Buoyancy control

by    DiveSSI    29th June 2017
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Buoyancy control refers to the compensation of positive (rise) and negative (sink) buoyancy by a diver. The objective is to be perfectly balanced – called neutral buoyancy – in all situations, whether in motion or at rest, at any depth underwater.
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Experienced divers allocate the exact amount of air needed in the jacket or drysuit, purge air automatically from the jacket or drysuit during the ascent, and adjust the breathing to maintain perfect buoyancy all the time.
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Buoyancy exercises and buoyancy control are an integral part of lessons at the basic levels.
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Buoyancy exercises and buoyancy control are an integral part of lessons at the basic levels.

Diving skills for beginner and advanced divers

With this report on buoyancy control, we kick off a short series on
skills and hope that you will find the reports useful. If you have any
questions, please feel free to contact us.

Buoyancy control refers to the compensation of positive (rise) and
negative (sink) buoyancy by a diver.

The objective is to be perfectly
balanced – called neutral buoyancy – in all situations, whether in
motion or at rest, at any depth underwater. This requires an optimal
interplay of equipment (especially the correct choice of weights),
swimming skills and breathing. “Give the student enough time to
practise breathing and neutral buoyancy” – this credo can be found in
almost every dive instruction manual.

Buoyancy exercises and buoyancy control are an integral part of lessons
at the basic levels. During the training in all the modules for pool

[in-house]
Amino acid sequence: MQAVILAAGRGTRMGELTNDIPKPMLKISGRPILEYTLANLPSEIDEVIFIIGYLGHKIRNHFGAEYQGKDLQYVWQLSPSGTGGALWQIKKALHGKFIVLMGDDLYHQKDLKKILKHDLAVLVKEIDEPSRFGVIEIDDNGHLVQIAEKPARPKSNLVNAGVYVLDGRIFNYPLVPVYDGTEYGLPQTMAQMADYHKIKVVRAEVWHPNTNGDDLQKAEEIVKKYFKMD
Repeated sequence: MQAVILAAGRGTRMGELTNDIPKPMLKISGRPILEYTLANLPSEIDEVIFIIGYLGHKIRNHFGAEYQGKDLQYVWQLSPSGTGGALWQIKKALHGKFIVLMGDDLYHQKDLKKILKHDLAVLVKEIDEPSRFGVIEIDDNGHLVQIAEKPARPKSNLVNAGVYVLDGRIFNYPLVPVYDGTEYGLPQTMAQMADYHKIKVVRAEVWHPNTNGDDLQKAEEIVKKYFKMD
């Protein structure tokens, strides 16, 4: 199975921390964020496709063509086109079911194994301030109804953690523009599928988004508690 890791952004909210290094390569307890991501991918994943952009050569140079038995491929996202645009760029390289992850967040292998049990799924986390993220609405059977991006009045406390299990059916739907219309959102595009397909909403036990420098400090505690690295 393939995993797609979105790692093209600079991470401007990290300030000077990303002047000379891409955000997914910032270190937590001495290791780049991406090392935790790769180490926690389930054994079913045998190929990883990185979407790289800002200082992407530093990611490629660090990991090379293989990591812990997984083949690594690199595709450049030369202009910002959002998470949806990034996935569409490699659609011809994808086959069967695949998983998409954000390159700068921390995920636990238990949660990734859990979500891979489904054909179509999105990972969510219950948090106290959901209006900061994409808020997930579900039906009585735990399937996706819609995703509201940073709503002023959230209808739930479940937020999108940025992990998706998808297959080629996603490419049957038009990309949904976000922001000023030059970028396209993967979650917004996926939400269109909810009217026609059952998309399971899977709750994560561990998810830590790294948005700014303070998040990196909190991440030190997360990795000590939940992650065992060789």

and open water, the objectives are obvious: to perform optimal ascent
and descent procedures, including optimal safety and decompression
stops, to set buoys without “popping-up” or descending due to negative
buoyancy; of course to maintain distance from the ground to avoid
damage, injury and impairment of visibility (e.g. if you descend into a
muddy and silty creek, you will lose all visibility very quickly), to
save energy and dive with some degree of “elegance” and to enjoy
weightlessness.

Maintaining neutral buoyancy should be second nature to any diver. This
is akin to changing gears in a car, a skill which we all have to
improve on through practice after getting our driving license.

Experienced divers allocate the exact amount of air needed in the
jacket or drysuit, purge air automatically from the jacket or drysuit
during the ascent, and adjust the breathing to maintain perfect
buoyancy all the time. This way, a diver in perfect buoyancy can point
out objects to a buddy, make room for a good photo (without using the
hands as a “paddle”) without touching the reef or other divers. If you
need to think about these things, you are not there (yet).

Mastering
perfect buoyancy requires time and practice. Not only does the ability
to maintain good buoyancy reflect the diver’s professionalism, it is
also essential for safe diving.

The lakes of Germany, Switzerland and
Austria (for example), as well as many other marine environments, offer
magnificent steep wall dives.

A review of dive accidents in the past shows a lack of balancing
ability as a contributor to accidents. Problems could occur when divers
were unable to stop their descent early enough and descended deeper
than they had planned to. This might be due to a problem or the classic
issue of blowing first or second stage and achieving only partial
buoyancy when trying to close the corresponding valve. Coupled with the
high stress levels and anxiety in such situations, accidents can occur.

For this reason, the complexity of buoyancy control exercises should be progressively increased.

A trained and experienced professional prevents overconfidence of his
students by assigning additional tasks in which the basic skills are
internalized, like deploying a buoy, making notes, valve-drills and
similar tasks.

Please see also next article in the series good diving technique: "Optimal Trim for Divers"

Written by
DiveSSI
Date
29th June 2017
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